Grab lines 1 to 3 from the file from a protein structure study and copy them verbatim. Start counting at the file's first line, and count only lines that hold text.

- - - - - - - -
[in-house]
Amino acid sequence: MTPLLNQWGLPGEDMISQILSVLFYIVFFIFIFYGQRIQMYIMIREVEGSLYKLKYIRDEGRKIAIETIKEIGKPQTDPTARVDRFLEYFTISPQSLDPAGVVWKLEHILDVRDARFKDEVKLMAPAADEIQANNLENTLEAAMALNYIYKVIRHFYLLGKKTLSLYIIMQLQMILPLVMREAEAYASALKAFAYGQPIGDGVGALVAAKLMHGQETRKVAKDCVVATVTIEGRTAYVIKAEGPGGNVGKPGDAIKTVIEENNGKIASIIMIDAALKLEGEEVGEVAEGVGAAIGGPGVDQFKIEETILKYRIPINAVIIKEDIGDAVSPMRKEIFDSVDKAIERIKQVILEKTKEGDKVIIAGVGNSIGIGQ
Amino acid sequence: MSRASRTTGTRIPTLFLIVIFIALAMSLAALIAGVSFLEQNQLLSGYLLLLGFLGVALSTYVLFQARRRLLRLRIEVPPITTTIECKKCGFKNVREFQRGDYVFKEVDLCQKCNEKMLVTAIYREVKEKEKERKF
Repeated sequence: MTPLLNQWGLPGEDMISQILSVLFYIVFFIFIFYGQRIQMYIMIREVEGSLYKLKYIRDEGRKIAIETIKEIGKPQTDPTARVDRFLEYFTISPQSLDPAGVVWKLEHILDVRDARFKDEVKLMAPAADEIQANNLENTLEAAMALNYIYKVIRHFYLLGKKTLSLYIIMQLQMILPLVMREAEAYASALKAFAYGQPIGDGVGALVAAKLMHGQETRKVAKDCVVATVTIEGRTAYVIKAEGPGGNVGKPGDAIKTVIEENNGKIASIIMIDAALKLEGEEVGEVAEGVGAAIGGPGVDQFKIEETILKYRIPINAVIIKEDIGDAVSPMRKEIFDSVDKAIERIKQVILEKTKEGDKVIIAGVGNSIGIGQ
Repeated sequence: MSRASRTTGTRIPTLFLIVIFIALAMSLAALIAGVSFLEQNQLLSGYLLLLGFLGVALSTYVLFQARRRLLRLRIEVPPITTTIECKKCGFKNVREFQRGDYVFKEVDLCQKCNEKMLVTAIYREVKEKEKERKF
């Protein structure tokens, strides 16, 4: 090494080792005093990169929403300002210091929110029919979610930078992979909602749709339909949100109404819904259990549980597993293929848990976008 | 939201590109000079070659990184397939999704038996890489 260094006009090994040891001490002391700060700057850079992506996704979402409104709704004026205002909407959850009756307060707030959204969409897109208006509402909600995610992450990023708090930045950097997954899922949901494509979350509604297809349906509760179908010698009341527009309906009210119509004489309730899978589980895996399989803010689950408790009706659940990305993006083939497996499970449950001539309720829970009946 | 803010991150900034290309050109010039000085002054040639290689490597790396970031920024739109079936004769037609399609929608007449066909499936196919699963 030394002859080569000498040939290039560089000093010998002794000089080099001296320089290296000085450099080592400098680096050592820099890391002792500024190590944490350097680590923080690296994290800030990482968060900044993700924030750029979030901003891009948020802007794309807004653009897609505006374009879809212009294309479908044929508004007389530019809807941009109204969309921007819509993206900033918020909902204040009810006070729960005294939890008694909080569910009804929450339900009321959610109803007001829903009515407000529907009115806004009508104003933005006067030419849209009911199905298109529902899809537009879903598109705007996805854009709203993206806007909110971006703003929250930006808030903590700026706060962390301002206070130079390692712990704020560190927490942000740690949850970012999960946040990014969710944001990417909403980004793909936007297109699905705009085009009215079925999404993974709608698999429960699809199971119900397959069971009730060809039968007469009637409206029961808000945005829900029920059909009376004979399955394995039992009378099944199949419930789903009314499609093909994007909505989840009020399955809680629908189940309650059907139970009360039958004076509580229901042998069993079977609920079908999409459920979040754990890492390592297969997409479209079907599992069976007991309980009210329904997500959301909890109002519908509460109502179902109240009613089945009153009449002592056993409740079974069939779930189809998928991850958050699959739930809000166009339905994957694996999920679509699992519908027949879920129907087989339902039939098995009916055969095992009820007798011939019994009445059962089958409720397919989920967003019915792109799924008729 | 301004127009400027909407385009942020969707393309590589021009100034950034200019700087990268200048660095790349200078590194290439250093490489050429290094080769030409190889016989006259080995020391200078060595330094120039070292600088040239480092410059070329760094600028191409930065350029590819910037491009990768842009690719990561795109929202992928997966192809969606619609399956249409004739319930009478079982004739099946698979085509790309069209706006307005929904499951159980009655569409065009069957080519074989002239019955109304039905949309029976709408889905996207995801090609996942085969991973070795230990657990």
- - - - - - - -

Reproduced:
[in-house]
Amino acid sequence: MTPLLNQWGLPGEDMISQILSVLFYIVFFIFIFYGQRIQMYIMIREVEGSLYKLKYIRDEGRKIAIETIKEIGKPQTDPTARVDRFLEYFTISPQSLDPAGVVWKLEHILDVRDARFKDEVKLMAPAADEIQANNLENTLEAAMALNYIYKVIRHFYLLGKKTLSLYIIMQLQMILPLVMREAEAYASALKAFAYGQPIGDGVGALVAAKLMHGQETRKVAKDCVVATVTIEGRTAYVIKAEGPGGNVGKPGDAIKTVIEENNGKIASIIMIDAALKLEGEEVGEVAEGVGAAIGGPGVDQFKIEETILKYRIPINAVIIKEDIGDAVSPMRKEIFDSVDKAIERIKQVILEKTKEGDKVIIAGVGNSIGIGQ
Amino acid sequence: MSRASRTTGTRIPTLFLIVIFIALAMSLAALIAGVSFLEQNQLLSGYLLLLGFLGVALSTYVLFQARRRLLRLRIEVPPITTTIECKKCGFKNVREFQRGDYVFKEVDLCQKCNEKMLVTAIYREVKEKEKERKF